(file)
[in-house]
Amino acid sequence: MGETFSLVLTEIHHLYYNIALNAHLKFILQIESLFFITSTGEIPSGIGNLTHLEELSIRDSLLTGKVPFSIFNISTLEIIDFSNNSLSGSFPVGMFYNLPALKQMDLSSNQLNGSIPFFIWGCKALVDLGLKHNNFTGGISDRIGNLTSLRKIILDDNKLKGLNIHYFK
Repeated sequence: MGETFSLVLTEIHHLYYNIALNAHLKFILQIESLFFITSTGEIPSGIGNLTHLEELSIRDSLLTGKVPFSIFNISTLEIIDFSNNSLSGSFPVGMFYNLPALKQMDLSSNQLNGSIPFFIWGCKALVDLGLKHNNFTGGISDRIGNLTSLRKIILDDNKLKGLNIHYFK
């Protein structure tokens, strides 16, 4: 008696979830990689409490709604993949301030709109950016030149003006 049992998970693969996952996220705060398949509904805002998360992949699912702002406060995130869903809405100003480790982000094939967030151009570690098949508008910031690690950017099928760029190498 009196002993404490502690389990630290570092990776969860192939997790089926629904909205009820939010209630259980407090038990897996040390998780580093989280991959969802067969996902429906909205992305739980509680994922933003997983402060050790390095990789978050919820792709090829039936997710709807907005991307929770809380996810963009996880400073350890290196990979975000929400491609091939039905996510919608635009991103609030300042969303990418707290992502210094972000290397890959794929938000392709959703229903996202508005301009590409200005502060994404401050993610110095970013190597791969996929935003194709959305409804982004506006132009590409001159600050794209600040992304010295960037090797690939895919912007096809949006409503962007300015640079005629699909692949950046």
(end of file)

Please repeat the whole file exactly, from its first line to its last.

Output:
[in-house]
Amino acid sequence: MGETFSLVLTEIHHLYYNIALNAHLKFILQIESLFFITSTGEIPSGIGNLTHLEELSIRDSLLTGKVPFSIFNISTLEIIDFSNNSLSGSFPVGMFYNLPALKQMDLSSNQLNGSIPFFIWGCKALVDLGLKHNNFTGGISDRIGNLTSLRKIILDDNKLKGLNIHYFK
Repeated sequence: MGETFSLVLTEIHHLYYNIALNAHLKFILQIESLFFITSTGEIPSGIGNLTHLEELSIRDSLLTGKVPFSIFNISTLEIIDFSNNSLSGSFPVGMFYNLPALKQMDLSSNQLNGSIPFFIWGCKALVDLGLKHNNFTGGISDRIGNLTSLRKIILDDNKLKGLNIHYFK
């Protein structure tokens, strides 16, 4: 008696979830990689409490709604993949301030709109950016030149003006 049992998970693969996952996220705060398949509904805002998360992949699912702002406060995130869903809405100003480790982000094939967030151009570690098949508008910031690690950017099928760029190498 009196002993404490502690389990630290570092990776969860192939997790089926629904909205009820939010209630259980407090038990897996040390998780580093989280991959969802067969996902429906909205992305739980509680994922933003997983402060050790390095990789978050919820792709090829039936997710709807907005991307929770809380996810963009996880400073350890290196990979975000929400491609091939039905996510919608635009991103609030300042969303990418707290992502210094972000290397890959794929938000392709959703229903996202508005301009590409200005502060994404401050993610110095970013190597791969996929935003194709959305409804982004506006132009590409001159600050794209600040992304010295960037090797690939895919912007096809949006409503962007300015640079005629699909692949950046």